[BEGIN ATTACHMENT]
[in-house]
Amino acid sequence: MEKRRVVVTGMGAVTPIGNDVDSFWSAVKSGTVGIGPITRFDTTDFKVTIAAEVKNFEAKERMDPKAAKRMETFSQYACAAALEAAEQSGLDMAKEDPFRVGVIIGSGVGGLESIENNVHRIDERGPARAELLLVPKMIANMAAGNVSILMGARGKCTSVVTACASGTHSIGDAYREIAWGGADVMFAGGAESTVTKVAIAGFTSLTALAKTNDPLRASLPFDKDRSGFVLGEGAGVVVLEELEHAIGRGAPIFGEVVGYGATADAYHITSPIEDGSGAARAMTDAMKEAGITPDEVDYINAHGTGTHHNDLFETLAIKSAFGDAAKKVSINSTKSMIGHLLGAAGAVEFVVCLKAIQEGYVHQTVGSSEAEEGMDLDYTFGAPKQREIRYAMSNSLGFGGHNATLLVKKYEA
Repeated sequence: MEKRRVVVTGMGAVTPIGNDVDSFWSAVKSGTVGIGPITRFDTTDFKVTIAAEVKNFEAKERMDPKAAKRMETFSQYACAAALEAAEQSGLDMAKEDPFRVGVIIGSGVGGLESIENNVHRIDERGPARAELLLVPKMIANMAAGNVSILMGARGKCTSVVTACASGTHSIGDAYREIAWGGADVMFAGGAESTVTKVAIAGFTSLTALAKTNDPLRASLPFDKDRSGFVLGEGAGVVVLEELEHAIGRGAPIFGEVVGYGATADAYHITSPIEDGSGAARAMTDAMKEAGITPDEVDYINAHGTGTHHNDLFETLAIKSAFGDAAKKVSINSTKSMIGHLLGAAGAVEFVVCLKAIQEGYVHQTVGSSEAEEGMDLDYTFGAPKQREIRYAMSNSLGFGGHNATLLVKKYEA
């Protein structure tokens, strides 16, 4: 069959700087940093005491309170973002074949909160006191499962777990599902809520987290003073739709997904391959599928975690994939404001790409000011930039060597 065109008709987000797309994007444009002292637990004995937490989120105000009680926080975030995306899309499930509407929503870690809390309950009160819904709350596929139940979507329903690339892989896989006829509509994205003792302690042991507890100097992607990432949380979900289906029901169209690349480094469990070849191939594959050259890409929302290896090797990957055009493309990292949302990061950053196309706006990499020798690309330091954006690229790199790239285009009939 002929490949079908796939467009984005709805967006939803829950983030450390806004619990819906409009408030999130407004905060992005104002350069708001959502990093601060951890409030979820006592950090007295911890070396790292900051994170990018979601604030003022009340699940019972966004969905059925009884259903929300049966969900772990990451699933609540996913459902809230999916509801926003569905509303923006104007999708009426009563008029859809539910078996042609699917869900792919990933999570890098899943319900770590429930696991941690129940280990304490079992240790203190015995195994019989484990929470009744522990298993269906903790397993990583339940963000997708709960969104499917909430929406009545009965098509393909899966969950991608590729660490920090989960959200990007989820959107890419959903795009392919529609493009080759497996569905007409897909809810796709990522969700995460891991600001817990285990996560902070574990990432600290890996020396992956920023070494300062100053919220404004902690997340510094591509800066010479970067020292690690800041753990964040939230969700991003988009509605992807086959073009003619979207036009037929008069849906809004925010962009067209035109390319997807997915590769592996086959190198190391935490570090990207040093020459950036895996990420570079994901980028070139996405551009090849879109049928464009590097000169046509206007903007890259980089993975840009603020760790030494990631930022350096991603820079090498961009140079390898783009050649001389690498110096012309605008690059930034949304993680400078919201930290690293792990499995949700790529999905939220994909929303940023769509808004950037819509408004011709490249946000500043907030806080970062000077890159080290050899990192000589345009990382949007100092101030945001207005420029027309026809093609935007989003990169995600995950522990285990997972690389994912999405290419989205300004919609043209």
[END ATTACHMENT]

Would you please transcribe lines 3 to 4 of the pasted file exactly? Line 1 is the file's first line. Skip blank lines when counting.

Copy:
Repeated sequence: MEKRRVVVTGMGAVTPIGNDVDSFWSAVKSGTVGIGPITRFDTTDFKVTIAAEVKNFEAKERMDPKAAKRMETFSQYACAAALEAAEQSGLDMAKEDPFRVGVIIGSGVGGLESIENNVHRIDERGPARAELLLVPKMIANMAAGNVSILMGARGKCTSVVTACASGTHSIGDAYREIAWGGADVMFAGGAESTVTKVAIAGFTSLTALAKTNDPLRASLPFDKDRSGFVLGEGAGVVVLEELEHAIGRGAPIFGEVVGYGATADAYHITSPIEDGSGAARAMTDAMKEAGITPDEVDYINAHGTGTHHNDLFETLAIKSAFGDAAKKVSINSTKSMIGHLLGAAGAVEFVVCLKAIQEGYVHQTVGSSEAEEGMDLDYTFGAPKQREIRYAMSNSLGFGGHNATLLVKKYEA
């Protein structure tokens, strides 16, 4: 069959700087940093005491309170973002074949909160006191499962777990599902809520987290003073739709997904391959599928975690994939404001790409000011930039060597 065109008709987000797309994007444009002292637990004995937490989120105000009680926080975030995306899309499930509407929503870690809390309950009160819904709350596929139940979507329903690339892989896989006829509509994205003792302690042991507890100097992607990432949380979900289906029901169209690349480094469990070849191939594959050259890409929302290896090797990957055009493309990292949302990061950053196309706006990499020798690309330091954006690229790199790239285009009939 002929490949079908796939467009984005709805967006939803829950983030450390806004619990819906409009408030999130407004905060992005104002350069708001959502990093601060951890409030979820006592950090007295911890070396790292900051994170990018979601604030003022009340699940019972966004969905059925009884259903929300049966969900772990990451699933609540996913459902809230999916509801926003569905509303923006104007999708009426009563008029859809539910078996042609699917869900792919990933999570890098899943319900770590429930696991941690129940280990304490079992240790203190015995195994019989484990929470009744522990298993269906903790397993990583339940963000997708709960969104499917909430929406009545009965098509393909899966969950991608590729660490920090989960959200990007989820959107890419959903795009392919529609493009080759497996569905007409897909809810796709990522969700995460891991600001817990285990996560902070574990990432600290890996020396992956920023070494300062100053919220404004902690997340510094591509800066010479970067020292690690800041753990964040939230969700991003988009509605992807086959073009003619979207036009037929008069849906809004925010962009067209035109390319997807997915590769592996086959190198190391935490570090990207040093020459950036895996990420570079994901980028070139996405551009090849879109049928464009590097000169046509206007903007890259980089993975840009603020760790030494990631930022350096991603820079090498961009140079390898783009050649001389690498110096012309605008690059930034949304993680400078919201930290690293792990499995949700790529999905939220994909929303940023769509808004950037819509408004011709490249946000500043907030806080970062000077890159080290050899990192000589345009990382949007100092101030945001207005420029027309026809093609935007989003990169995600995950522990285990997972690389994912999405290419989205300004919609043209």